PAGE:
Jeddah: For DJ Cosmicat, “music is sacred.” In a completely dark room, Cosmicat puts on her headphones, switches on her laptop, speakers and mixer, and listens to music for hours on end.
She then selects a few tunes that she believes compliments each other and plays it on her mixer in different ways to make a rhythmic pattern of beats.
This is the norm for the 27-year-old who is one of the few female DJs in Saudi Arabia.
After the Saudi government relaxed its social and entertainment laws a few years back, Cosmicat told Gulf News, “a lot of talented Saudi musicians rose to the surface and are finally got the attention they truly deserve from locals and worldwide.”
The Jeddah-based DJ however keeps her music and personal worlds at bay and wants to be only known by her stage name Cosmicat — a fun fusion of her profound interest in cosmology and love for cats.
Music has been a big part of Cosmicat’s life ever since she was a child.
While growing up, she would always take charge of music at family events and friends’ parties.
“My time and money went into music. I was obsessed with collecting cassettes and would record my own mixes off the radio, after which I moved on to making playlists on CDs. I am one of those people who has a huge music library with lots of underground tracks and undiscovered songs,” said Cosmicat, who plays house and tech and its sub genres.
My time and money went into music. I was obsessed with collecting cassettes and would record my own mixes off the radio, after which I moved on to making playlists on CDs.
Cosmicat, who has been gigging for almost two years, studied to be a dentist but soon found her true calling in DJing.
“I think somewhere deep within, even as a kid, I was meant to be a DJ,” she said.
Cosmicat also revealed that while she was fortunate enough to enjoy the strong support of her father and friends in pursuing an unconventional career path in Saudi Arabia, there were some who heavily criticised her.
“Some people told me I was simply fooling around while others said that my work as a DJ wouldn’t make it far as a Saudi woman, but I never let if affect me,” Cosmicat said confidently.
Undeterred, the self-taught DJ learnt how to deejay through online research by observing some of her Saudi male deejay friends, after which she spent hours honing her skills.
Saudi music producer Vinyl Mode was the first person to believe in Cosmicat’s talent, encouraging her to pursue it as a career.
Cosmicat debuted as a deejay with Jeddah Musicians last year, and since then has bagged gigs at fashion shows, international consulates, and private events at lounges.
“It’s very important to understand the vibe and the crowd that I’m playing for, and sometimes it can take hours and days to find tracks and put together a complete set,” she said.
“Its such a great joy when you see people enjoying and grooving from behind the station.”
Cosmicat’s best gig was when she was lucky enough to share the stage with visiting female German DJs Charlotte Spiegelfed, Piloka and Gudrun Gut, and Saudi DJ Desert Fish.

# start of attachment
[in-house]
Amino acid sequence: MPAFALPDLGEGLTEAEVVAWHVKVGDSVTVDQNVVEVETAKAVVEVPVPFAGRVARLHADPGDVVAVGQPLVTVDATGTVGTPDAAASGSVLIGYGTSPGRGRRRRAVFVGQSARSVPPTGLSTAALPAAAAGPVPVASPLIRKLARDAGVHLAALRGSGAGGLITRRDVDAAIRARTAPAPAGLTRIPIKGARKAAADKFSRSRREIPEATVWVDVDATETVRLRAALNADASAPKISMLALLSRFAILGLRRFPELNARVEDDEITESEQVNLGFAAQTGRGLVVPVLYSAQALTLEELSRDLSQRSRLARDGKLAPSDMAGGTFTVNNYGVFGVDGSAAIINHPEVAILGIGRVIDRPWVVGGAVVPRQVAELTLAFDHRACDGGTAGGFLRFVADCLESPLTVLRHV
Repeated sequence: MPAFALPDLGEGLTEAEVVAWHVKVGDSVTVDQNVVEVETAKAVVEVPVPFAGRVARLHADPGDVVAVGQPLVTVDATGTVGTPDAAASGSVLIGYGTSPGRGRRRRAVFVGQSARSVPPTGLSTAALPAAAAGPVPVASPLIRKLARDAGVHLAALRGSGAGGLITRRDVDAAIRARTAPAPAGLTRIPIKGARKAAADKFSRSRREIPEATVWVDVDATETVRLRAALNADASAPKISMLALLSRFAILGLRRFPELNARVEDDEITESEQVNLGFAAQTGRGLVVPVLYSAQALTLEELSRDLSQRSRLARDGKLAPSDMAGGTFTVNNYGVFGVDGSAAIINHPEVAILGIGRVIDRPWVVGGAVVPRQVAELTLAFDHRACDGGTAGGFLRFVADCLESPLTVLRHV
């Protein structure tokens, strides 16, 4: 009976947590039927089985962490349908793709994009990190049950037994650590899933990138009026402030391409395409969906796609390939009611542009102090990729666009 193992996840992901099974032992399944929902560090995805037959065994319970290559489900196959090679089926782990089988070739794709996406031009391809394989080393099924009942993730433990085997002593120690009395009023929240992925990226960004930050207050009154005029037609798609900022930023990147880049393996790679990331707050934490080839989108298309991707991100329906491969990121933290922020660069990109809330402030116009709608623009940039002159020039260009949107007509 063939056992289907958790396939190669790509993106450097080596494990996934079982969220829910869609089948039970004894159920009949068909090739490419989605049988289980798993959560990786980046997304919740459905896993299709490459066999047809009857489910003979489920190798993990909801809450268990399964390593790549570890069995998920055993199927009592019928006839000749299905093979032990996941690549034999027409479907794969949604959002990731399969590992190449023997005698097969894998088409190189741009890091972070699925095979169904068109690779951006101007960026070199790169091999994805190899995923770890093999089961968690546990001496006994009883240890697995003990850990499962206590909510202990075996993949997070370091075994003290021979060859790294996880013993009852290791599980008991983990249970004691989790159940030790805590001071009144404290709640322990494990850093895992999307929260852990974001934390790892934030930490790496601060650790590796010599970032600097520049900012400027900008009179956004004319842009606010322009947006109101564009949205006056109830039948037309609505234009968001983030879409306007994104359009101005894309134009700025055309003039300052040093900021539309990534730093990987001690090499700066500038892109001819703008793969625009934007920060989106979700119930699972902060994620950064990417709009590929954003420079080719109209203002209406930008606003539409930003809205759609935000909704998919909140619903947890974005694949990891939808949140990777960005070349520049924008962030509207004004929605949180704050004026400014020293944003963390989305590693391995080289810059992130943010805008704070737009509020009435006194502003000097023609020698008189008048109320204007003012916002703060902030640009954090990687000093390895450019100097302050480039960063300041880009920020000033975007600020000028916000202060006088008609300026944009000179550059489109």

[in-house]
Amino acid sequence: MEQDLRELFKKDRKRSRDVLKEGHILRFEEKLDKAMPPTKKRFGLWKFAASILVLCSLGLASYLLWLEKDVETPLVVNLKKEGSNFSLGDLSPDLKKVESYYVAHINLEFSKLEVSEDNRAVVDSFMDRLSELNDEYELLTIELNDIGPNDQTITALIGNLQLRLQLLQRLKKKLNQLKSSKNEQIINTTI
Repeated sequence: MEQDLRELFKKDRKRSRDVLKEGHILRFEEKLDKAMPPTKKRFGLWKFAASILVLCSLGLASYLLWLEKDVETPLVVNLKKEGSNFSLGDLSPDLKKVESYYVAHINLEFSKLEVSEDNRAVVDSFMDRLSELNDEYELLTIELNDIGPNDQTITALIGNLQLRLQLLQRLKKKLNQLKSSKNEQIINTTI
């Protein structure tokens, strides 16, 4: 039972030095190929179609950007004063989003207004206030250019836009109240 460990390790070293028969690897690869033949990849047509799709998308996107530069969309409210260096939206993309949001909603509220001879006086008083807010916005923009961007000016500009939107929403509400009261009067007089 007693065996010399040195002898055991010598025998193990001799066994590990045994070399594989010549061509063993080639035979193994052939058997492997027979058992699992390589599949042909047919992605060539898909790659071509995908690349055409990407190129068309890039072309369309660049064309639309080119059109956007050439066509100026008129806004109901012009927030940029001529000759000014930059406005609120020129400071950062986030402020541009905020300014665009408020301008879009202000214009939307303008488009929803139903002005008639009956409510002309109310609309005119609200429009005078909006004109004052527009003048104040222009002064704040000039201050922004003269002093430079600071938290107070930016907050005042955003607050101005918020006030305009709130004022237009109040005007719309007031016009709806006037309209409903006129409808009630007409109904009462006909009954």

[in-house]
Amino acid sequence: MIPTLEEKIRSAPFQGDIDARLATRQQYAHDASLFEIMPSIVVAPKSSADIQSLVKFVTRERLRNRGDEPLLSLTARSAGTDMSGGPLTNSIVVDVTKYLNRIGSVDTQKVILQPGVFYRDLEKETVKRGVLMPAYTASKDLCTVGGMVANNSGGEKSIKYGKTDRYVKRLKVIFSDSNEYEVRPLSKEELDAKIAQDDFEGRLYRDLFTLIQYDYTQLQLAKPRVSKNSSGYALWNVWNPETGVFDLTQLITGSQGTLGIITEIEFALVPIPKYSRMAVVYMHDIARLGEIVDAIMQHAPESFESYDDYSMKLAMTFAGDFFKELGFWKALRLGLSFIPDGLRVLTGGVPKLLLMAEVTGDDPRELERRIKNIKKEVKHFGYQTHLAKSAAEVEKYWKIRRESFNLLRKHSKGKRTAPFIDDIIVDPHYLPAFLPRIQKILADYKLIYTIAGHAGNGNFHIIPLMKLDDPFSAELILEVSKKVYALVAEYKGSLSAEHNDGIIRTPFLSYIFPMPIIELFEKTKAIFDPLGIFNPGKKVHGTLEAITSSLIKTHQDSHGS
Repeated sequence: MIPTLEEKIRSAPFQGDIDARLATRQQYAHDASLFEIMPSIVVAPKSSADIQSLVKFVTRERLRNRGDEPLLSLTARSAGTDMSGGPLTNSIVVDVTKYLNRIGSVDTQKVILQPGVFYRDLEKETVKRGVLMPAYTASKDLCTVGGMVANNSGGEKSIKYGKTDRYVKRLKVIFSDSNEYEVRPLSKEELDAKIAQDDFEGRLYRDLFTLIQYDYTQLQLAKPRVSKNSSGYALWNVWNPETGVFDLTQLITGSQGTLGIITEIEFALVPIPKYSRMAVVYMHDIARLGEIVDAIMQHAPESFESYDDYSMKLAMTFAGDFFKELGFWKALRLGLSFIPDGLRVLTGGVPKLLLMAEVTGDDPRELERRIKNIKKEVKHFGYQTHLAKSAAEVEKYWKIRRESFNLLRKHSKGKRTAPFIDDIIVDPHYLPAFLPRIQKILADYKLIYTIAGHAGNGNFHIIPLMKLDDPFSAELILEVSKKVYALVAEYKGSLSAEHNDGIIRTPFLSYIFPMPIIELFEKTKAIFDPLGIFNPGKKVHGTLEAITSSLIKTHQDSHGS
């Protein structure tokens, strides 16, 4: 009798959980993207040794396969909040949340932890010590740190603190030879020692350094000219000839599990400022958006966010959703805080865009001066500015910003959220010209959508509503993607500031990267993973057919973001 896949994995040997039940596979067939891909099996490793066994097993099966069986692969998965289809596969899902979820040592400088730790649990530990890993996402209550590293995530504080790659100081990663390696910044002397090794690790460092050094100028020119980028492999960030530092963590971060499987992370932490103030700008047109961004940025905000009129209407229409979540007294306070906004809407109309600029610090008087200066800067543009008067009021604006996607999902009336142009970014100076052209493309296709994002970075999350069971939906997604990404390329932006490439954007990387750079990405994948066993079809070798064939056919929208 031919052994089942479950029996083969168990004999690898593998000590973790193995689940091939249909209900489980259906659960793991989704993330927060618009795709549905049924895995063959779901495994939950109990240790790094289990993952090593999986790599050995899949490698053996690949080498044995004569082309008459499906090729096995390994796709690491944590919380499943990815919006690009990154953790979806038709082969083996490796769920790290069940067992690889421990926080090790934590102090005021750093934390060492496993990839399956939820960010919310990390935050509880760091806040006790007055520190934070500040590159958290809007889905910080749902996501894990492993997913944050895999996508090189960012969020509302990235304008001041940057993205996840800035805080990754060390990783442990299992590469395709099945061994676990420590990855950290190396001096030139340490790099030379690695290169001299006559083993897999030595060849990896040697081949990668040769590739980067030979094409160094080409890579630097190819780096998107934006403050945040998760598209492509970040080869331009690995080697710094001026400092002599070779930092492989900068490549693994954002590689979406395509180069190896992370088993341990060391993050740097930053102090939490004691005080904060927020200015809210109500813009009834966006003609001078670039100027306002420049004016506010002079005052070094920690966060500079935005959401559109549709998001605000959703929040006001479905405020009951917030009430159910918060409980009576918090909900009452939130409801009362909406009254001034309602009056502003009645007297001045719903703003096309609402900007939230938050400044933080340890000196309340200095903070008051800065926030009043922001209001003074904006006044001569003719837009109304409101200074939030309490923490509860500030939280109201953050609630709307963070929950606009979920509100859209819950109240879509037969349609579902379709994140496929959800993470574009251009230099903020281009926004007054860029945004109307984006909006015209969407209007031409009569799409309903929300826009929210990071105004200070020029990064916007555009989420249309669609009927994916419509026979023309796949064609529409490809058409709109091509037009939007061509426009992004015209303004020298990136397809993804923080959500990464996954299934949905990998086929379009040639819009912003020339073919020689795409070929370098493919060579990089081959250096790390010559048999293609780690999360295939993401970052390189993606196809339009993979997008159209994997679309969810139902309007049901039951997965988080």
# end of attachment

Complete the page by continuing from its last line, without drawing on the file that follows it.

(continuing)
The works of international female deejays Amelie Lens, Charlotte de Witte, Peggy Gou and Deborah de Luca inspire her.
But Cosmicat’s all-time favourite is Russian DJ Nina Kravis.
“I love her style, energy and taste in music. She’s also a dentist like me and I see a little of myself in her,” she said.
Cosmicat recently enthralled the crowd at Saudi Arabia’s first electronic music festival White Oasis at the King Abduallah Economic City in Jeddah. The festival was attended by more than 2000 music lovers and DJ Cosmicat was the only female DJ headlining the festival among 12 other local male artists.
— Sadiya A Nadeem is a freelance journalist based in Jeddah.
Other Arab female DJs to follow
The Middle Eastern electronic dance music scene is now booming with eccentric and flamboyant Arab female DJs who are headlining the techno music space like never before. These confident and talented women have had to fight hard against conservative social norms and patriarchy to follow their passion and carve a niche for them in the male-dominated industry. Here are some Arab female DJs who are spinning tracks, making music and dropping some electrifying beats for people to groove:
Farah Al Bitar
Better known as her stage name DJ Shamsa, Al Bitar is one of Jordan’s first female DJs who has been gigging all over Europe and the Middle East for the past 4 years.
Shamsa plays deep, cross and tech-house by mixing Arabic electronic content. The passionate DJ believes that electronic music helps in bringing international communities from all over the world closer under the basic essence of a beat.
Bana Al Abyad
Syrian DJ Bana Al Abyad has been a deejay for the past 15 years and plays at high profile weddings and events in Egypt, Beirut, Syria and Jeddah. Bana focuses on combining old and trendy songs to please people’s different tastes in music. However, integrating northern with western music is what sets her apart. When DJ Bana is playing the party is hard to stop.
Aso known as DJ Panda, Baghdadi is from Saudi Arabia. Baghdadi, who began performing at gigs just three years ago, mixes and plays electronic music with the Middle Eastern music instrument darabouka live on stage. Donia’s unique style of gigging got her to share the stage with famous Arab singers Shereen, Assala Nasri and Ahlam.
Odette Ghassan Haias
Another highly popular and immensely successful Syrian DJ, she mostly plays in Amsterdam and the Middle East mostly. DJ Odette enjoys playing trance and was inspired by Above and Beyond DJs to pursue a career in DJing.
Maie Al Sabi
Egyptian DJ Maie Al Sabi was always interested in music but was introduced to DJing by her ex almost 5 years back and since then there’s been no looking back. Popularly known as DJ Kidmims, the young DJ has set the nightlife on fire in Cairo, mixing and playing all kinds of music, but mostly enjoys playing house music.